OPEC and allied oil-producing countries rebuffed pressure from U.S. President Joe Biden to pump significantly more oil and lower gasoline prices for American drivers, deciding Thursday to stick with their plan for cautious monthly increases even as prices surge and the global economy is thirsty for fuel.
The OPEC+ alliance, made up of OPEC members led by Saudi Arabia and non-members led by Russia, approved an increase in production of 400,000 barrels per day for the month of December at an online meeting.
That is in line with the group's road map to add that amount of oil to the market every month into next year. The plan is to open the petroleum taps bit by bit — even as oil prices have surged to seven-year highs — until deep production cuts made during the coronavirus pandemic are restored.
That hasn't gone down well with Biden, who has made repeated calls to pump more oil. The U.S. used the Group of 20 summit last weekend in Rome to consult with other oil-consuming countries on how to exert influence over the producing countries and what they might do if the Saudis and Russians continue to hold back.
"Our view is that the global recovery should not be imperiled by a mismatch between supply and demand," a White House National Security Council statement said Thursday. "OPEC+ seems unwilling to use the capacity and power it has now at this critical moment of global recovery for countries around the world."
Saudi Energy Minister Prince Abdulaziz bin Salman said member countries were "underscoring their commitment to market stability."
He said OPEC+ was serving as a responsible market "regulator," comparing the relative stability of the oil market to the wild swings in prices for natural gas, which have risen more than five times what they were at the start of the year amid a global fossil fuel crunch.
"Markets need to be regulated, or things may go astray as we have been seeing over the past four months," he said at a news conference.
The caution from OPEC+ means higher prices worldwide and more revenue for producing countries. Slower increases also mean less risk of increasing production too fast and sending prices suddenly lower as the group braces for the possibility of more economic turbulence from COVID-19 outbreaks this winter or from supply chain backups, labor shortages and rising consumer prices that have threatened the global recovery.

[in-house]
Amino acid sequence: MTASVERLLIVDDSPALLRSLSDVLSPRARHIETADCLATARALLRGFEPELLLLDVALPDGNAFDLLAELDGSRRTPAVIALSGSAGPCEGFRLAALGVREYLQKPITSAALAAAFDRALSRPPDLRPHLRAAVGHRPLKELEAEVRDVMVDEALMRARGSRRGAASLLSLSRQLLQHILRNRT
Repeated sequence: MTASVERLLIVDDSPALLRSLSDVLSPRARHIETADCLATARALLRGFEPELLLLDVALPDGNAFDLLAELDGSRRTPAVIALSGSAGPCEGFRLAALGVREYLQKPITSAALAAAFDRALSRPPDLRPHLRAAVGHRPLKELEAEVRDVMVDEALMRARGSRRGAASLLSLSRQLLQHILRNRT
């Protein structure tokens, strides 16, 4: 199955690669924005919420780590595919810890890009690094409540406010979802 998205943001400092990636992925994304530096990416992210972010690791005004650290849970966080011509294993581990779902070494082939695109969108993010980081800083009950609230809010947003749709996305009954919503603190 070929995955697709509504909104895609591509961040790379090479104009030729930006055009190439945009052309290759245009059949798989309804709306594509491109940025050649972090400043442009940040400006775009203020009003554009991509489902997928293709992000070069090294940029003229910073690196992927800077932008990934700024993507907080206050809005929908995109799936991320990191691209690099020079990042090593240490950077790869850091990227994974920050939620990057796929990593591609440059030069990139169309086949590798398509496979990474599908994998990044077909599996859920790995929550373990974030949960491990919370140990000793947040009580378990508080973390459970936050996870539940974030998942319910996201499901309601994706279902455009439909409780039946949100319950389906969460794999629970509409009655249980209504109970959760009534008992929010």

Russian Deputy Prime Minister Alexander Novak said the alliance considered "the pluses and minuses," including higher reserves in some countries, the seasonal drop in demand in winter and the impact of the delta variant.
Suhail Almazrouei, energy minister of the United Arab Emirates, said oil markets were expected to be in surplus by early next year and that the gradual road map "is taking us smoothly to that position" where supply and demand would "rebalance in the first and second quarters."
U.S. oil prices eased somewhat this week after hitting their highest level since 2014. Oil traded up 0.6%, at $81.39 per barrel, on the New York Mercantile Exchange after the OPEC+ decision, down from its recent peak of over $85 last week. International benchmark Brent crude traded at $82.74 Thursday, down from over $86 last week.
Oil prices fell ahead of the meeting on speculation that the U.S., possibly in coordination with other countries, could try to quell the recent price rally by releasing crude from strategic reserves.
Biden this week blamed higher oil prices on refusal by Russia and the OPEC nations to increase production. He declined to say what steps his administration would take but hinted that additional actions were coming.
"We'll see what happens on that score, sooner than later," Biden said.
The White House statement reiterated that Thursday without giving specifics, saying "we've been in conversations with energy consumer countries and we will consider the full range of tools at our disposal to bolster resilience and public confidence."
Biden is seeking more oil to lower gas prices for U.S. drivers while also pledging at the U.N. climate summit in Scotland this week to reduce emissions from such fossil fuels to curb climate change. He even called out Russia and Saudi Arabia during his time in Europe for not doing more to address climate change.
The president acknowledged the irony at the end of the Group of 20 summit in Rome, saying that "on the surface" it does "seem inconsistent." But Americans need to be able to commute to work and moving to renewables will take time, Biden said.
He said it was "just not rational" to "move to renewable energy overnight."
The steady rise in U.S. gas prices has eased in recent days as the typical post-summer drop in demand was delayed this year, according to motor club federation AAA.
The average U.S. price of gas rose to $3.40 a gallon, but the 2-cent rise over the past week is the smallest weekly increase in a month. AAA predicted that elevated crude prices will likely keep pushing up gas prices as long as oil prices are above $80 per barrel.